Week six of the United States of Books coming your way! Here’s the road map; every Friday I will bring you book recommendations from each of the fifty nifty United States. Anyone else remember that song from elementary school? We’re just going to follow that order.
Colorado, here we come!
Doctor Sleep by Stephen King
Stephen King returns to the characters and territory of one of his most popular novels ever, The Shining, in this instantly riveting novel about the now middle-aged Dan Torrance (the boy protagonist of The Shining) and the very special 12-year-old girl he must save from a tribe of murderous paranormals.
On highways across America, a tribe of people called The True Knot travel in search of sustenance. They look harmless – mostly old, lots of polyester, and married to their RVs. But as Dan Torrance knows, and spunky 12-year-old Abra Stone learns, The True Knot are quasi-immortal, living off the “steam” that children with the “shining” produce when they are slowly tortured to death.
Haunted by the inhabitants of the Overlook Hotel where he spent one horrific childhood year, Dan has been drifting for decades, desperate to shed his father’s legacy of despair, alcoholism, and violence. Finally, he settles in a New Hampshire town, an AA community that sustains him, and a job at a nursing home where his remnant “shining” power provides the crucial final comfort to the dying. Aided by a prescient cat, he becomes “Doctor Sleep.”
Then Dan meets the evanescent Abra Stone, and it is her spectacular gift, the brightest shining ever seen, that reignites Dan’s own demons and summons him to a battle for Abra’s soul and survival. This is an epic war between good and evil, a gory, glorious story that will thrill the millions of hyper-devoted fans of The Shining and wildly satisfy anyone new to the territory of this icon in the King canon.
Abandon by Blake Crouch
On Christmas Day in 1893, every man, woman, and child in a remote gold mining town disappeared, belongings forsaken, meals left to freeze in vacant cabins – and not a single bone was ever found. One hundred thirteen years later, two backcountry guides are hired by a history professor and his journalist daughter to lead them into the abandoned mining town, so they can learn what happened. With them is a psychic and a paranormal photographer, as the town is rumored to be haunted. A party that tried to explore the town years ago was never heard from again. What this crew is about to discover is that twenty miles from civilization, with a blizzard bearing down, they are not alone, and the past is very much alive.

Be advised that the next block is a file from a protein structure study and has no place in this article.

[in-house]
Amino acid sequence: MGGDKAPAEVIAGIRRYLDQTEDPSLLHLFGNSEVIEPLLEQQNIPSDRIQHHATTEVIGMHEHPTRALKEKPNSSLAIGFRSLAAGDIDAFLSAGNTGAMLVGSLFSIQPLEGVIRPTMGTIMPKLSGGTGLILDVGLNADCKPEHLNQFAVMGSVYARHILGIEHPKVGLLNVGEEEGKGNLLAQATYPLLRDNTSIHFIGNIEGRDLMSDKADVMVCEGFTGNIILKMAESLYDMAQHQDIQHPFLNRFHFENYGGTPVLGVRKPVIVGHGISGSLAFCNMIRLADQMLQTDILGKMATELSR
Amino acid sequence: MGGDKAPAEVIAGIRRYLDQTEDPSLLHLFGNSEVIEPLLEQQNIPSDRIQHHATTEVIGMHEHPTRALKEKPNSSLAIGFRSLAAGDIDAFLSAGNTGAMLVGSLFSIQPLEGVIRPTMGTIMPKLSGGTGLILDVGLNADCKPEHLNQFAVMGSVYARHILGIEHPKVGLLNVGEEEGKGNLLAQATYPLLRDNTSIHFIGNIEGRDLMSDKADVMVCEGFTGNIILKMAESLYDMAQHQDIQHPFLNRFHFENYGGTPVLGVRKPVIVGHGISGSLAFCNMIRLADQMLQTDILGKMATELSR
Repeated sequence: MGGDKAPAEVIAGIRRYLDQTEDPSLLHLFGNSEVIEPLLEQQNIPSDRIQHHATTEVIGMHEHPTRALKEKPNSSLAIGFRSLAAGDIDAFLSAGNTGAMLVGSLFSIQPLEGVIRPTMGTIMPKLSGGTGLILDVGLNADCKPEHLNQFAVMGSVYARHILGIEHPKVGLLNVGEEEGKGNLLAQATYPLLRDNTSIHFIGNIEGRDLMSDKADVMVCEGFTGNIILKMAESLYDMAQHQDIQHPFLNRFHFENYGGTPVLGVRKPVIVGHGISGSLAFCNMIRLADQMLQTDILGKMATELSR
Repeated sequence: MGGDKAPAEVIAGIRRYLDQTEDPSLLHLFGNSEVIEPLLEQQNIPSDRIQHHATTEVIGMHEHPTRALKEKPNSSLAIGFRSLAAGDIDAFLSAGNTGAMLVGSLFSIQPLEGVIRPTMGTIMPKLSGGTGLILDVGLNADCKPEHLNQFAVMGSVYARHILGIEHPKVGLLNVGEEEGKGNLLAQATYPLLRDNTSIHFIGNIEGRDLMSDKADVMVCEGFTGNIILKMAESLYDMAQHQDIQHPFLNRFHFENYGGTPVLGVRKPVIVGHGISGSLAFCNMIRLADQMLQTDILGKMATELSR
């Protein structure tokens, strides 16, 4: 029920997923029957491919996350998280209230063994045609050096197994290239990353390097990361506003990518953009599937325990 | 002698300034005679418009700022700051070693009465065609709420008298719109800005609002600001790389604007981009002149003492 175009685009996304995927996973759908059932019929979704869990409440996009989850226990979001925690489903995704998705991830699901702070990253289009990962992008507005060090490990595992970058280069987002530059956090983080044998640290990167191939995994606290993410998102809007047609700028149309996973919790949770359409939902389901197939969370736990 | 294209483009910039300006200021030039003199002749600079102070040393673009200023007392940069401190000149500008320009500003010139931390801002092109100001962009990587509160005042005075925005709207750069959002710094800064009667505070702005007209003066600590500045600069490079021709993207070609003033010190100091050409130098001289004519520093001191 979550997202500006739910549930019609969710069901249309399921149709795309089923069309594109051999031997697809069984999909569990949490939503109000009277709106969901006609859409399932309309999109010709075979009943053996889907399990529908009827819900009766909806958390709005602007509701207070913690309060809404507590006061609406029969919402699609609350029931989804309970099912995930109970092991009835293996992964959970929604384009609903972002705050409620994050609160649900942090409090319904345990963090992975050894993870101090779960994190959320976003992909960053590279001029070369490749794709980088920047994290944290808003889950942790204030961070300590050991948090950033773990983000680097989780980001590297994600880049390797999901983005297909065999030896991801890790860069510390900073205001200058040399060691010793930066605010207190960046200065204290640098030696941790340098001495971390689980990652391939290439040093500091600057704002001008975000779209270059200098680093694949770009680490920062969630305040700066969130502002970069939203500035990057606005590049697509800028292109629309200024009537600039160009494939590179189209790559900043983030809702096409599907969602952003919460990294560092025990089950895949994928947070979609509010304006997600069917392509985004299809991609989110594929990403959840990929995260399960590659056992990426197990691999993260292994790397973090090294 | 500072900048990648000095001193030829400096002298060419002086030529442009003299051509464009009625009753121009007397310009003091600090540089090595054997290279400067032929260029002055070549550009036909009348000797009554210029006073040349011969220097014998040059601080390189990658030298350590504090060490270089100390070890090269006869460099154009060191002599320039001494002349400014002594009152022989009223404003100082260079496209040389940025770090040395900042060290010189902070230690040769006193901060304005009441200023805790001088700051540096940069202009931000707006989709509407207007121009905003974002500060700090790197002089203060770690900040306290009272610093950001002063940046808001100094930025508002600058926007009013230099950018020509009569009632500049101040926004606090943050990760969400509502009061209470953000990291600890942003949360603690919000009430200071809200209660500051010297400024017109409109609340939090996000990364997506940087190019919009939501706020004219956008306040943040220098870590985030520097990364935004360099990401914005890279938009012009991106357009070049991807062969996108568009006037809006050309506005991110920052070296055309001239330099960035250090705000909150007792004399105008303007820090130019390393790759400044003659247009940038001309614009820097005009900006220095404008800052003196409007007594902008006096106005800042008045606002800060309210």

Kings of Colorado by David E. Hilton
At thirteen, William Sheppard was sent to the Swope Ranch Boys’ Reformatory for stabbing his abusive father in the chest with a pocketknife. Buried deep in the Colorado Mountains, Swope is shrouded in legend and defined by one prevailing rumor: the boys who go in never come out the same. Days from civilization with only one accessible road—any prisoner who attempts to escape will be shot down without hesitation. There is no forgiveness from the mountains or the guards.
At Swope, mustangs are trucked in to be broken by a select group of inmates. Once the horses are gentled, they are sold across the Southwest. Horses come and go, delinquent boys come and go. The boys break the horses, Swope breaks the boys. If the boys are to withstand the ranch, they must first overcome violence and tragedy—only to be haunted forever.
Plainsong by Kent Haruf
A heartstrong story of family and romance, tribulation and tenacity, set on the High Plains east of Denver.
In the small town of Holt, Colorado, a high school teacher is confronted with raising his two boys alone after their mother retreats first to the bedroom, then altogether. A teenage girl—her father long since disappeared, her mother unwilling to have her in the house—is pregnant, alone herself, with nowhere to go. And out in the country, two brothers, elderly bachelors, work the family homestead, the only world they’ve ever known.
From these unsettled lives emerges a vision of life, and of the town and landscape that bind them together—their fates somehow overcoming the powerful circumstances of place and station, their confusion, curiosity, dignity and humor intact and resonant. As the milieu widens to embrace fully four generations, Kent Haruf displays an emotional and aesthetic authority to rival the past masters of a classic American tradition.
On the Road by Jack Kerouac
On the Road chronicles Jack Kerouac’s years traveling the North American continent with his friend Neal Cassady, “a sideburned hero of the snowy West.” As “Sal Paradise” and “Dean Moriarty,” the two roam the country in a quest for self-knowledge and experience. Kerouac’s love of America, his compassion for humanity, and his sense of language as jazz combine to make On the Road an inspirational work of lasting importance.
Kerouac’s classic novel of freedom and longing defined what it meant to be “Beat” and has inspired every generation since its initial publication.
Next stop, Connecticut!